Henrico County VA
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Redistricting commission holds first meeting

Now that new census data for Virginia have been released, the process of redrawing the state’s political districts can begin in earnest.

The Independent Bipartisan Advisory Commission on Redistricting is tasked with revising Virginia’s congressional and legislative districts by April 1. The commission, created by a Jan. 10 executive order issued by Gov. Bob McDonnell, held its first full meeting last week on the medical campus of Virginia Commonwealth University.

In his address to the group, McDonnell said the commission is “bipartisan by definition.” He stressed the importance of working across party lines.

The governor called the commission’s task both important and historic. Political boundaries have never been redrawn in Virginia by a politically divided General Assembly, he said. Currently, the House of Delegates is Republican-controlled, while the Senate has a Democratic majority.

The advisory panel will work independently and present its findings and recommendations by the April deadline. Legislators should not give input or direct the commission, McDonnell said.

The Virginia Constitution requires that congressional and state legislative district lines be redrawn every 10 years. The lines must reflect new population data collected in last year’s federal census.

Districts must be “contiguous and compact” and, according to the executive order, “drawn in a way that maximizes voter participation and awareness.” The order also recommends that lines “reflect commonsense geographic boundaries and strong communities of interest.”

The bipartisan commission is chaired by Bob Holsworth, founder of Virginia Tomorrow, a company that examines emerging trends in politics, society and business. Holsworth, a former political science professor and administrator at VCU, has served on several advisory groups for state government and the city of Richmond.

He said the redistricting commission will seek input from the public. Meetings will be held across the state in the coming months to ensure citizens have the opportunity to participate.
Community

Author, child abuse survivor to speak at Henrico event

To help celebrate twenty years of service to advocating for abused and neglected children in Henrico County, Henrico Court Appointed Special Advocates, Inc. (CASA) will host an evening with bestselling author K.L. Randis on Tuesday, Aug. 26, from 5:30 p.m. to 7:30 p.m. at Belmont Recreation Center in Lakeside.

Randis is best known for her bestselling novel, Spilled Milk, which tells her painful – but ultimately triumphant – personal story of abuse and of child abuse prevention. The book is her first novel.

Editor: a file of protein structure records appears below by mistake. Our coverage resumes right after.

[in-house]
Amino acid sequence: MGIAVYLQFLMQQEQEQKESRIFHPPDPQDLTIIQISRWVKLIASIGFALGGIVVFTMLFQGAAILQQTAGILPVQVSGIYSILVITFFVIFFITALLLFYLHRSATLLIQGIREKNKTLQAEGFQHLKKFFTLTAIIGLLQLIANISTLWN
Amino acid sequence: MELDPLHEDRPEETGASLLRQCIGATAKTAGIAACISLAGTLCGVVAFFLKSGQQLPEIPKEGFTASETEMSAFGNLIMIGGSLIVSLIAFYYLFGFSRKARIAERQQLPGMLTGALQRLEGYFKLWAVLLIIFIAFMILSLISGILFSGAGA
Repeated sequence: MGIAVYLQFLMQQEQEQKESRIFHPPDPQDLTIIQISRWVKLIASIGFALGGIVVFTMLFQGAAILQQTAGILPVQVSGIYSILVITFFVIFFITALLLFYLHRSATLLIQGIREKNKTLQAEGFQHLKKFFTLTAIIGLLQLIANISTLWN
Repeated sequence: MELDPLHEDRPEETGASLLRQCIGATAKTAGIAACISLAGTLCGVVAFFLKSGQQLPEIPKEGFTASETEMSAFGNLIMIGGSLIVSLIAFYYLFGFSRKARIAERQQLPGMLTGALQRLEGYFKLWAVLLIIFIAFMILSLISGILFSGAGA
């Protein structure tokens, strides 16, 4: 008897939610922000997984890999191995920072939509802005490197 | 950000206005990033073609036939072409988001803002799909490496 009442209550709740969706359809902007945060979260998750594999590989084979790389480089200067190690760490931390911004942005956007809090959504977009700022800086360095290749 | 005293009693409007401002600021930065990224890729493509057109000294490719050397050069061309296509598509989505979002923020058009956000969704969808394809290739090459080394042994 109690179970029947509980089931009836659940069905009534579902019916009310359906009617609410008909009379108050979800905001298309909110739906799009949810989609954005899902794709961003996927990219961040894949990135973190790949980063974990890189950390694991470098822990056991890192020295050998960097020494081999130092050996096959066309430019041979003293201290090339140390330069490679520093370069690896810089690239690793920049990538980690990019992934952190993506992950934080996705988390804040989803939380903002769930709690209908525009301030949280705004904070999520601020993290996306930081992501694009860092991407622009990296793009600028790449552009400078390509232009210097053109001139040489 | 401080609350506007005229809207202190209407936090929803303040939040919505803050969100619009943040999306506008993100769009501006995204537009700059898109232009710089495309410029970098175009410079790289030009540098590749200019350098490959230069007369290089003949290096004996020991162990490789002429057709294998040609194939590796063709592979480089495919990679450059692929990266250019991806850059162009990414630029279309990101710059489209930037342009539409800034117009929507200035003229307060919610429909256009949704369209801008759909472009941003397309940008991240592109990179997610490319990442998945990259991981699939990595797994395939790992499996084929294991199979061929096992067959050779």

The event is free to the public, but seating is limited Reservations may be made by e-mailing .(JavaScript must be enabled to view this email address). Belmon Recreation Center is located at 1600 Hilliard Road. > Read more.

Philippines ambassador to the US visits Filipino Festival in Henrico


The Ambassador of the Philippines to the United States Jose L. Cuisia, Jr. attended the Ninth Annual Filipino Festival at Our Lady of Lourdes Church earlier this month. Cuisia (pictured above with festival performers) was welcomed by County Manager John Vithoulkas and Brookland District Supervisor Dick Glover (below) at the church, which is located in Lakeside.

While enjoying some of the cultural performances at the festival, the ambassador and his wife had a private lunch with Vithoulkas, Glover, Eldon Burton (an outreach representative from U.S. Senator Mark R. Warner’s Office) and Father James Begley, the pastor of OLL. > Read more.

Dragon boats invade the James

Hundreds of spectators filled the banks of the James River to watch two dozen teams of competitors in the Walgreen’s Richmond International Dragon Boat Festival at Rocketts Landing Aug. 2. The event included a number of races, as well as several cultural performances. The sport is billed as the fastest growing water sport in the world.(Photo by Roger Walk for the Henrico Citizen) > Read more.

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Entertainment

‘Planes’ sequel crashes

‘Fire and Rescue’ proves too predictable, boring

Planes: Fire and Rescue opens with a dedication to the hero firefighters of the world. It’s an admirable notion, and it makes sense, given that this is a film about planes that fight fires.

But here it might be a little out of place, as Planes: Fire and Rescue has a few things on its mind besides supporting the men and women who routinely throw themselves into burning buildings.

Like money. Lots and lots of money – into the 11-figures-and-counting range. In case you weren’t aware, 2006’s Cars was the biggest moneymaker Disney had in decades – not because of how much green the film printed at the box office, but because a combination of toys, games and snack foods stamped with the Cars seal of approval routinely pulls in tens of billions of dollars per year. > Read more.

Weekend Top 10


This weekend in Henrico, you can learn about fall herbs or mad science. Enjoy some laughs from West End Comedy or Three-Penny Theatre’s production of “The Rivah Home Companion.” For music lovers, Jennifer Nettles is in concert tonight and the fifth annual GWAR-B-Q takes place tomorrow at Hadad’s Lake. For all our top picks this weekend, click here! > Read more.

Restaurant watch

Find out how your favorite dining establishments fared during their most recent inspections by the Virginia Department of Health. > Read more.

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Hear from “Sciencetellers” at 3:30 p.m. at Varina Library and at 7 p.m. at Twin Hickory Library. Sciencetellers combine storytelling, comedy and exciting science experiments into a dynamic and highly… Full text

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